I did not have an excessive amount of school spirit in high school. In fact, I only participated once in Spirit Week that I can recall. Because it was Superhero Day and my senior year and why not?
That day, the halls of Warsaw Community High School were jammed with Batmen, Spidermen, and Supermen, and one each of Super Mario, Underdog, and Wonder Woman with a skirt that totally did not follow the dress code.
And also me.
No, I was not wearing red contacts. Unfortunately, it was just the camera flash.
Some days, I wake up and think, “I need to write something controversial.”
Just kidding. That’s not the motivation behind this post. But I have to wonder if that’s what World Vision president Richard Stearns was thinking on Monday.
Here’s a summary: World Vision U.S. made a decision on Monday to change the code of ethics employees are required to sign in a way that would allow them to hire people in a same-sex marriage. There was a huge outcry among evangelical Christianity. Then yesterday they reversed the decision.
World Vision is now facing criticism from both sides because people are suspicious that the change was made simply because of public reaction and near-certain financial loss. Others are framing World Vision’s policy change in terms like “repentance,” and urging people to forgive the organization and continue their support.
The official letter of retraction described the motivation like this: “We failed to be consistent with World Vision U.S.’s commitment to the traditional understanding of Biblical marriage and our own Statement of Faith, which says, ‘We believe the Bible to be the inspired, the only infallible, authoritative Word of God.’ And we also failed to seek enough counsel from our own Christian partners.”
So, which was it? Genuine response to Biblical truth or a panicked money-driven move? (more…)
One day, I decided to call a guest speaker at my college a hypocrite.
He didn’t have all of these things, in case you were wondering.
He was a very cool guy. Young. Super smart. Excellent speaker who told funny stories. His thesis was simple: Christians shouldn’t make fun of atheists. We shouldn’t assume that people who believe differently than we do are stupid or use cheesy church signs to ram anti-humanist clichés down everyone’s throat.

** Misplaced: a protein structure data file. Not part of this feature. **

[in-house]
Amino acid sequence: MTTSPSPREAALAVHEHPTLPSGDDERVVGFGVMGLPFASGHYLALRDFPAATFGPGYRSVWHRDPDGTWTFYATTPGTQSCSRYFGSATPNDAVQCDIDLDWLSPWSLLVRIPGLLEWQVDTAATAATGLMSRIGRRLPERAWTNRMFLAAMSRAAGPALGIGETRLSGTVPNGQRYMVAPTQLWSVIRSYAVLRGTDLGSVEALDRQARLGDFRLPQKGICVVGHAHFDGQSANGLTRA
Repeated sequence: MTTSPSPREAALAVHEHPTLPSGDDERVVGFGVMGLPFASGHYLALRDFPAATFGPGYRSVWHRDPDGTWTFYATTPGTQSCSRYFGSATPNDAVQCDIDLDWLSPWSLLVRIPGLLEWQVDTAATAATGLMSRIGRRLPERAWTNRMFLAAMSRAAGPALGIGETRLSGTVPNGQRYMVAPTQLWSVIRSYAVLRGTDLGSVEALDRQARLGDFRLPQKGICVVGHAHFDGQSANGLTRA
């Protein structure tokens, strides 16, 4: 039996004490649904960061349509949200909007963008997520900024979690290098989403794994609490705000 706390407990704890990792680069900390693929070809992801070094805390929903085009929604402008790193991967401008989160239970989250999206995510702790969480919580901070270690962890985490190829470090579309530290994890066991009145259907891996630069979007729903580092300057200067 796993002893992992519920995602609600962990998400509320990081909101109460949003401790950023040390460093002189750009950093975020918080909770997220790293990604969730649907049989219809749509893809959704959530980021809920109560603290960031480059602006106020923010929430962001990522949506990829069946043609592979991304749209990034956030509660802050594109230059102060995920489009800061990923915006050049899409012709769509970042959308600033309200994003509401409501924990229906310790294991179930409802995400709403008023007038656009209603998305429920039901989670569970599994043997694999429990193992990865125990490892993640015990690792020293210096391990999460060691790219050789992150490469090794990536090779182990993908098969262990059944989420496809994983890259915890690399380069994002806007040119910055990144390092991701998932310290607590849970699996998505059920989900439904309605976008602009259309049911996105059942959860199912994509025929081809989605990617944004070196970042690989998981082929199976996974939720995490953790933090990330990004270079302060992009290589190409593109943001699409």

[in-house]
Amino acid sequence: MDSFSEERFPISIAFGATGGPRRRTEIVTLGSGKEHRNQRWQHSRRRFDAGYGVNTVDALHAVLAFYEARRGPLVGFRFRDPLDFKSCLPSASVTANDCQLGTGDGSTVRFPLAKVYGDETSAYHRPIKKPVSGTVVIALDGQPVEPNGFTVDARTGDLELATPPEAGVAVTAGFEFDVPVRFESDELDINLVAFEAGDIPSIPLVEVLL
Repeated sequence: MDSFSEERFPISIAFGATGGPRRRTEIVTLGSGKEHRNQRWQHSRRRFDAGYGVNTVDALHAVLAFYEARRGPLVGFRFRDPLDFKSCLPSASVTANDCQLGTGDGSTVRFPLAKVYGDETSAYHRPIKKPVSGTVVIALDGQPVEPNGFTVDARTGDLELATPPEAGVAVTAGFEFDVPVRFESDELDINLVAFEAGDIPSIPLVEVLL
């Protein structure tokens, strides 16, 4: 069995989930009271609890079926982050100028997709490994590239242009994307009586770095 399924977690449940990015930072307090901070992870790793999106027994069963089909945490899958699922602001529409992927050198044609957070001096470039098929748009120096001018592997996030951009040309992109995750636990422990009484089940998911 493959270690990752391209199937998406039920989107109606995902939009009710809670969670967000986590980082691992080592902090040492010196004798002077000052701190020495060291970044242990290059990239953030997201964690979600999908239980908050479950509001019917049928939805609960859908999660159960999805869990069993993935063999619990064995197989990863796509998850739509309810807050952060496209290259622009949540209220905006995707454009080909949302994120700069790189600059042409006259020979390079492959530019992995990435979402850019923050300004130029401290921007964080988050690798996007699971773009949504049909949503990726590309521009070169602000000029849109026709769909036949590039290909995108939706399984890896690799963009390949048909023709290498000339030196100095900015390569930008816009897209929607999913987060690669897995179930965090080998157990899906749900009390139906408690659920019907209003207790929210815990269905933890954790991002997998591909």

This is a good reminder, and something I care a lot about.
But afterward, in a small group Q&A time, I had a nagging question. So I blurted out, “You said that we should learn what we can from atheists, respect their intelligence, and not make fun of them.”
Cool Christian Guy nodded.
“So…several times in your talk, you made fun of fundamentalist Christian groups and the stupid things they say. Shouldn’t we extend the same respect to them? Shouldn’t we try to learn from them too?”
After a pause where I’m pretty sure my face lit on fire, Cool Christian Guy recovered admirably and said that he knew of someone who had written a book on just that subject, and it would probably be really interesting, and any other questions?
Which left me feeling a little unsatisfied.
I love worship time at church. Even when I’ve never heard the song before. Who cares? Just make it up. (Protip: If you sing harmony, it’s easier to get away with this, since you’re supposed to be singing different notes than everyone around you.)
“Wow, not only is she not raising her hands, but she’s not even singing.” (No actual person has probably thought this about me.)
So if I stop singing at some point, it’s probably for one of five reasons:
- I want to stop and think about the words instead of just saying them.
- I can’t honestly sing the words of the song at the moment. There was a month when I could not sing “It is Well With My Soul” and sincerely mean it. (And, in just five weeks, everyone decided to sing that song. It happened seven times. No joke. I felt like I was being stalked by a hymn.)